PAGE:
DADAAB REFUGEE CAMP, Kenya — Nafiso Mohamed Noor says she never wants to go back to Somalia. But if the Kenyan government follows through with its plan to close the world’s largest refugee camp by the end of the year, she may not have a choice.
Noor knows what it means to return prematurely to a war zone. In May 2015, after Kenya renewed what has become a perennial threat to shutter the sprawling, windswept settlement on its northeastern frontier that houses more than 326,000 refugees, most of them from neighboring Somalia, she decided to sign up for the U.N.’s voluntary repatriation program. Better to go back on her own terms than risk being rounded up and deported without warning, she thought.
So in August, after waiting three months for the U.N. refugee agency (UNHCR) to process her application, she boarded a flight to the Somali capital of Mogadishu. She found her old house in Wardigle, a neighborhood whose name in Somali roughly translates to “stream” — or “channel” — “of blood,” still standing. But less than two months later, a mortar fired by al-Shabab militants crashed into her kitchen. The round sheared off her right breast, sliced a 3-inch gash in her left foot, and left shards of metal embedded deep in her left hip.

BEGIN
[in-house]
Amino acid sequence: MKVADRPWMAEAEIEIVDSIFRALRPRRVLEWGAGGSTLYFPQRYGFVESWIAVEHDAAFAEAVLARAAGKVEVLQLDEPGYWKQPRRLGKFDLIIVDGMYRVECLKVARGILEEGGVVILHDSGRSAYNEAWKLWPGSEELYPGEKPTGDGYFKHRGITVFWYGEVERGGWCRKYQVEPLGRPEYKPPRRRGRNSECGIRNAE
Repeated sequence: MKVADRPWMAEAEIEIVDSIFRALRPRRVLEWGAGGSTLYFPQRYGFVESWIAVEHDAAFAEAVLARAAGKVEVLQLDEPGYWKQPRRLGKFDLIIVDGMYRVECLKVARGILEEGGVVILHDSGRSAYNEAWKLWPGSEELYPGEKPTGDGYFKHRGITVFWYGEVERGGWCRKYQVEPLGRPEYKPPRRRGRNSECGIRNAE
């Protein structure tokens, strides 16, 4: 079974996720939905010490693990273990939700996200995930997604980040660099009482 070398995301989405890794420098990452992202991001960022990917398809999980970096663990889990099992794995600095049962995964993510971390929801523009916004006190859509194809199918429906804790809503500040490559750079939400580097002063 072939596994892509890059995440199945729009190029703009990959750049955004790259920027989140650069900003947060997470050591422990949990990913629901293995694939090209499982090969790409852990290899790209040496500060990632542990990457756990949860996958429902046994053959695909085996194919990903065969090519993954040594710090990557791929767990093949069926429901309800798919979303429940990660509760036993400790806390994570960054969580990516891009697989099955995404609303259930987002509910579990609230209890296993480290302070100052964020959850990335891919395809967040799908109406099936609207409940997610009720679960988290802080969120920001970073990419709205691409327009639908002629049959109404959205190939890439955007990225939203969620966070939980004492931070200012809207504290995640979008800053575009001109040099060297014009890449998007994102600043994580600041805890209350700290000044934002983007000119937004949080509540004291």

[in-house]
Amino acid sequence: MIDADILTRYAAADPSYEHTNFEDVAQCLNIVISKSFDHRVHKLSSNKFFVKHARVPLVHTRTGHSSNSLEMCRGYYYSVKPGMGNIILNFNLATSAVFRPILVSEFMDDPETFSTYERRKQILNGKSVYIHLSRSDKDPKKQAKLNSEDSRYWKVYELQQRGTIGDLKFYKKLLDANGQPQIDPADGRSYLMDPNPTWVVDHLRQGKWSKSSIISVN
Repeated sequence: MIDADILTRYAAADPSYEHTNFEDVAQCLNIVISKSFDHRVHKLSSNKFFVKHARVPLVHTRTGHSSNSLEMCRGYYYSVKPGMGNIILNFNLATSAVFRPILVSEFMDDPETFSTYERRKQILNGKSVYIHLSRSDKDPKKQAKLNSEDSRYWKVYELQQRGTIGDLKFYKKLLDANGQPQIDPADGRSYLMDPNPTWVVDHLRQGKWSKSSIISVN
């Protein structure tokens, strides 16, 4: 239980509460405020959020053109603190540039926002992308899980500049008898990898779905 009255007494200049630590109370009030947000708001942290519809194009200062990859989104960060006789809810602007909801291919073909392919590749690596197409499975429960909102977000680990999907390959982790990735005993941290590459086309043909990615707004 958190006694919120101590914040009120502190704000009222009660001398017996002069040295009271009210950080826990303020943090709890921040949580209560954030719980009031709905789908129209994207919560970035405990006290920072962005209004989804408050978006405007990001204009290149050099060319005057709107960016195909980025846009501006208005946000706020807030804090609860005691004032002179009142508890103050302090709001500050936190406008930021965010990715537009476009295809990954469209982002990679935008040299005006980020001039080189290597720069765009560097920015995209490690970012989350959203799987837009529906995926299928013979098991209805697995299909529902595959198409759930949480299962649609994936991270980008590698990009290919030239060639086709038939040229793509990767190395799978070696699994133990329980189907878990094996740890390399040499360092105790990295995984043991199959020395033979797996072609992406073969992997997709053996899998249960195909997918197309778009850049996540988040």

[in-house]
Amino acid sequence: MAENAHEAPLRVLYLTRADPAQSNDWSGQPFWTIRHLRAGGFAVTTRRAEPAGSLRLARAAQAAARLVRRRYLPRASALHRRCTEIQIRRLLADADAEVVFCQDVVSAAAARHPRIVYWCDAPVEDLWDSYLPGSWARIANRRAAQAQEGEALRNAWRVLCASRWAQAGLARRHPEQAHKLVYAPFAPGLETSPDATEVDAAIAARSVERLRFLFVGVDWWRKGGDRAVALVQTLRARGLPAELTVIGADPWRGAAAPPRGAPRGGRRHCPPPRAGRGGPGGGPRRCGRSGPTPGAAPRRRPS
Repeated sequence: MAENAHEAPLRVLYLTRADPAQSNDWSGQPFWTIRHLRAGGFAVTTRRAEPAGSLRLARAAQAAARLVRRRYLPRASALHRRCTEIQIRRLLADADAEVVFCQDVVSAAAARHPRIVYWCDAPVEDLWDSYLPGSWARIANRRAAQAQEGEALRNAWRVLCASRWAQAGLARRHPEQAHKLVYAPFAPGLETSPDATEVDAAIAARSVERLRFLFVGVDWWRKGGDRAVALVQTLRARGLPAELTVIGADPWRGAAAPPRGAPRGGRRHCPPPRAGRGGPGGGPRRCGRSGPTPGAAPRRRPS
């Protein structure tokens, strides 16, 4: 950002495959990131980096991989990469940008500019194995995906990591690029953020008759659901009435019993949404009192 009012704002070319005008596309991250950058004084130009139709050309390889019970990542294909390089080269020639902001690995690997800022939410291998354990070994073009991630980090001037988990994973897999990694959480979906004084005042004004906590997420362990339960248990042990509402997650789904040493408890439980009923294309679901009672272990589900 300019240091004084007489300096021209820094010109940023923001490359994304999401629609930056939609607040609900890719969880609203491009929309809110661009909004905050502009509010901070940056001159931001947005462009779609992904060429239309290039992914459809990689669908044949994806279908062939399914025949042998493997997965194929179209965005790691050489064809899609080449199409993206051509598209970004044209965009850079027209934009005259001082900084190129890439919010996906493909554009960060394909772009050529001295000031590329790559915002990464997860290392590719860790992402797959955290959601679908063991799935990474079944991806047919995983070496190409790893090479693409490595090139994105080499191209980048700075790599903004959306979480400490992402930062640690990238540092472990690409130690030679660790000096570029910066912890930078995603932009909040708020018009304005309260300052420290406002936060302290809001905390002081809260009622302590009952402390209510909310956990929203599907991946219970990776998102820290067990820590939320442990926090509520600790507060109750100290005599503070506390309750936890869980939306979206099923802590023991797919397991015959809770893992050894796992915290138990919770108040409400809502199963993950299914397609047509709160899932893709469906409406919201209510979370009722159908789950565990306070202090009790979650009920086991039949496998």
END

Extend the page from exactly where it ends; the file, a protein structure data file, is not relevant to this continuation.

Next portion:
“The shrapnel is still there,” she said recently, tracing a faint crescent shape near the ball of her femur on an X-ray taken here in Dadaab. “There, it looks like a moon.”
Noor returned to Dadaab as soon as she recovered from her injuries, but she once again faces the prospect of repatriation to Somalia before the war there is over. In May, the Kenyan government said it planned to close Dadaab for good, along with another refugee camp along its northwestern border that houses nearly 200,000 mainly South Sudanese refugees, citing security concerns. Since it invaded Somalia in 2011 to create a buffer zone against the growing al-Shabab threat, Kenya has seen a dramatic surge in domestic terrorist attacks. The government claims that some of the worst attacks, including those at the Westgate Mall in Nairobi in 2013 and at Garissa University College last year, were planned in Dadaab, although it has never produced any evidence to support this.